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      Download the Game Design and Indie Game Marketing Freebook   07/19/17

      GameDev.net and CRC Press have teamed up to bring a free ebook of content curated from top titles published by CRC Press. The freebook, Practices of Game Design & Indie Game Marketing, includes chapters from The Art of Game Design: A Book of Lenses, A Practical Guide to Indie Game Marketing, and An Architectural Approach to Level Design. The GameDev.net FreeBook is relevant to game designers, developers, and those interested in learning more about the challenges in game development. We know game development can be a tough discipline and business, so we picked several chapters from CRC Press titles that we thought would be of interest to you, the GameDev.net audience, in your journey to design, develop, and market your next game. The free ebook is available through CRC Press by clicking here. The Curated Books The Art of Game Design: A Book of Lenses, Second Edition, by Jesse Schell Presents 100+ sets of questions, or different lenses, for viewing a game’s design, encompassing diverse fields such as psychology, architecture, music, film, software engineering, theme park design, mathematics, anthropology, and more. Written by one of the world's top game designers, this book describes the deepest and most fundamental principles of game design, demonstrating how tactics used in board, card, and athletic games also work in video games. It provides practical instruction on creating world-class games that will be played again and again. View it here. A Practical Guide to Indie Game Marketing, by Joel Dreskin Marketing is an essential but too frequently overlooked or minimized component of the release plan for indie games. A Practical Guide to Indie Game Marketing provides you with the tools needed to build visibility and sell your indie games. With special focus on those developers with small budgets and limited staff and resources, this book is packed with tangible recommendations and techniques that you can put to use immediately. As a seasoned professional of the indie game arena, author Joel Dreskin gives you insight into practical, real-world experiences of marketing numerous successful games and also provides stories of the failures. View it here. An Architectural Approach to Level Design This is one of the first books to integrate architectural and spatial design theory with the field of level design. The book presents architectural techniques and theories for level designers to use in their own work. It connects architecture and level design in different ways that address the practical elements of how designers construct space and the experiential elements of how and why humans interact with this space. Throughout the text, readers learn skills for spatial layout, evoking emotion through gamespaces, and creating better levels through architectural theory. View it here. Learn more and download the ebook by clicking here. Did you know? GameDev.net and CRC Press also recently teamed up to bring GDNet+ Members up to a 20% discount on all CRC Press books. Learn more about this and other benefits here.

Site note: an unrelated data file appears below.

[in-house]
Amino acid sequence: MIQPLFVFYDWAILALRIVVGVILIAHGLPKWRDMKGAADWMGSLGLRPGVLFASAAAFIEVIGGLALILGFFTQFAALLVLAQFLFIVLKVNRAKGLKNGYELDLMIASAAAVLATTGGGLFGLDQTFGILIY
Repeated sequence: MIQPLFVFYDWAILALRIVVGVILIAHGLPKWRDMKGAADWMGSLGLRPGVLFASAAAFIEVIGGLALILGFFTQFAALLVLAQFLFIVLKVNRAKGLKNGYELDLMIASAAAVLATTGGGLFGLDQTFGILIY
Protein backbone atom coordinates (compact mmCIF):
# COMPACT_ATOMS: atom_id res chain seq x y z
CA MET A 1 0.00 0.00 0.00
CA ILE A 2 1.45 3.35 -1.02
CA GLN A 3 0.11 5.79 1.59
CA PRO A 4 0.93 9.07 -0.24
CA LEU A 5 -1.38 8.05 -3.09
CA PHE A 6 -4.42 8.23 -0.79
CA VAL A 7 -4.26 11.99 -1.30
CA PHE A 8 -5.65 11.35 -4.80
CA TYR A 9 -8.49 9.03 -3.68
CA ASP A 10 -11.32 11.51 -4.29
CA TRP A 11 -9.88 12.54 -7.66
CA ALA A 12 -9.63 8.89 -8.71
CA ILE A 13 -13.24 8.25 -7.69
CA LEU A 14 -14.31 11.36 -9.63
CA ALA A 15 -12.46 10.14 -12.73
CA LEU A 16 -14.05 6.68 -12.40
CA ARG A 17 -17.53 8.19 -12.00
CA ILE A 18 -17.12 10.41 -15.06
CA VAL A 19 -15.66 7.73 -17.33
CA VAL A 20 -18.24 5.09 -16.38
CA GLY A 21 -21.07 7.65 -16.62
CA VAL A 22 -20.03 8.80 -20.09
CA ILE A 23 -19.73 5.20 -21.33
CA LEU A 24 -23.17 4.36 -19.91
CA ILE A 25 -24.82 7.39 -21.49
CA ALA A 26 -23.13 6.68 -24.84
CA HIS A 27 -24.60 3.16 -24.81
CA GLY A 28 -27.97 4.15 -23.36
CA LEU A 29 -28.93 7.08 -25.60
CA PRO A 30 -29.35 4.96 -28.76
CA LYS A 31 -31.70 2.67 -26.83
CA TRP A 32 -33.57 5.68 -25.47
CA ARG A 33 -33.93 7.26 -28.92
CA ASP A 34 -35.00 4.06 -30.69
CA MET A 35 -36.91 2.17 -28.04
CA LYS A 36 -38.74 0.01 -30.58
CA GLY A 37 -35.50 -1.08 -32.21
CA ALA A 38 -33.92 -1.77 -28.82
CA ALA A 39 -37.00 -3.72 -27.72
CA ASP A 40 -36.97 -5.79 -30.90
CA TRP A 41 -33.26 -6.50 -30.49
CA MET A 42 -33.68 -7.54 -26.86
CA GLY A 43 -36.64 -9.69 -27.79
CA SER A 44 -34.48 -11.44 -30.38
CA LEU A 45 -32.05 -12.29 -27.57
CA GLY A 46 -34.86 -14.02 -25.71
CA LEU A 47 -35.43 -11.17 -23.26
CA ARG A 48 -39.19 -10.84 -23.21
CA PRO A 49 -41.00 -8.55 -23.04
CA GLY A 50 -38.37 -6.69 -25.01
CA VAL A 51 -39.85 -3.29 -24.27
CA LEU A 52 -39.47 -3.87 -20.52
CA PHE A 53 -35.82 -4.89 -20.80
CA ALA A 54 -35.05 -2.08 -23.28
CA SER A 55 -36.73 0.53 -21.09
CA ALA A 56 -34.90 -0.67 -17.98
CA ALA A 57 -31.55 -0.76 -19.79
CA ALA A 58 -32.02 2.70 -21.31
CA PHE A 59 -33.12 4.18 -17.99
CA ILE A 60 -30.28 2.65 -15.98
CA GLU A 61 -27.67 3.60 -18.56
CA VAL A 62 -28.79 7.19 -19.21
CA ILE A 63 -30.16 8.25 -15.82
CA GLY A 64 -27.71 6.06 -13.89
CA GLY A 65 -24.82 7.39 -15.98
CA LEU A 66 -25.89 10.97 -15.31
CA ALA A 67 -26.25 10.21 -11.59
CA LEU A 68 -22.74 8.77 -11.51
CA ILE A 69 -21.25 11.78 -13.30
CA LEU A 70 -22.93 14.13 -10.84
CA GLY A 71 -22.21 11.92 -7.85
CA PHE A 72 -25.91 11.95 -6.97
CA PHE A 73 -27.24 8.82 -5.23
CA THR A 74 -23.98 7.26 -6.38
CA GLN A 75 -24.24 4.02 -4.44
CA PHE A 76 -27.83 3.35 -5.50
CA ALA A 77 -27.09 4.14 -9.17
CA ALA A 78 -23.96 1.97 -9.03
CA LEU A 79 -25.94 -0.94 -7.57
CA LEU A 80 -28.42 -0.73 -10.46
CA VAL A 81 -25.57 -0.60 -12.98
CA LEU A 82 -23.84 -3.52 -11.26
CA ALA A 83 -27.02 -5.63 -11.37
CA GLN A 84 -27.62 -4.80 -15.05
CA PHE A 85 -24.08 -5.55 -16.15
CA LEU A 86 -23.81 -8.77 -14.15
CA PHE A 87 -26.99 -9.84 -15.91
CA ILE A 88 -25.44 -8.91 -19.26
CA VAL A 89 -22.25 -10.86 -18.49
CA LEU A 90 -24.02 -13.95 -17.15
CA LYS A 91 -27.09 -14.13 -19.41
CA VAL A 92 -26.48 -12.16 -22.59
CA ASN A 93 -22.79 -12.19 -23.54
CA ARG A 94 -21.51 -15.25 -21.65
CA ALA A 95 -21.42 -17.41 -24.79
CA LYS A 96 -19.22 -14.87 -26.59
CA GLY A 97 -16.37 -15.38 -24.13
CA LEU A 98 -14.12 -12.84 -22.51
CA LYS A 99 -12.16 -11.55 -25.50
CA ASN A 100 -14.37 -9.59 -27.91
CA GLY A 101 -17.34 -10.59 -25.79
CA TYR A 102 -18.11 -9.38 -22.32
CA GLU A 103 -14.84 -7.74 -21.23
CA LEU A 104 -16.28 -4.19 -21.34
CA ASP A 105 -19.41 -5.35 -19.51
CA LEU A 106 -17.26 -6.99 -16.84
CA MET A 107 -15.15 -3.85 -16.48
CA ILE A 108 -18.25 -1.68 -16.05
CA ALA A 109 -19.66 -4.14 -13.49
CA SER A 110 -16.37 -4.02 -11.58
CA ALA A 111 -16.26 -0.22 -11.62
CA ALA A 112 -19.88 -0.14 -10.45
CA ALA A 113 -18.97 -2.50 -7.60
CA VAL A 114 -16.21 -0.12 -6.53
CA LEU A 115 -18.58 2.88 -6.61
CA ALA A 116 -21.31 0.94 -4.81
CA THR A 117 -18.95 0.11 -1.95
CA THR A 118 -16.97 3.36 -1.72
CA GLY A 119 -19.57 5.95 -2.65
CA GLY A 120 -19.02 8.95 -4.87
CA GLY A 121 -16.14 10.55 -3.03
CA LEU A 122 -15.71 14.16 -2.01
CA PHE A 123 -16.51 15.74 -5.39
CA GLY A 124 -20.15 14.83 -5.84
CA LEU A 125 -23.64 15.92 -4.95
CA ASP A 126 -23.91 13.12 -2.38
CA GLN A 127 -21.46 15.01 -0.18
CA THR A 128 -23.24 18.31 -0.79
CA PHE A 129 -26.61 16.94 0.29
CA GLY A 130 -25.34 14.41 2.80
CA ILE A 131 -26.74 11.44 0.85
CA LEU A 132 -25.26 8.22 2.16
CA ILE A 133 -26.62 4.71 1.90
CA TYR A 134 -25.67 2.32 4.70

Martee

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  1. That's new....
  2. Maybe I should write something on it once in a while. Really, a 5 year gap between posts is pretty sad.
  3. You wouldn't have this problem if you had used MP3-beating compression...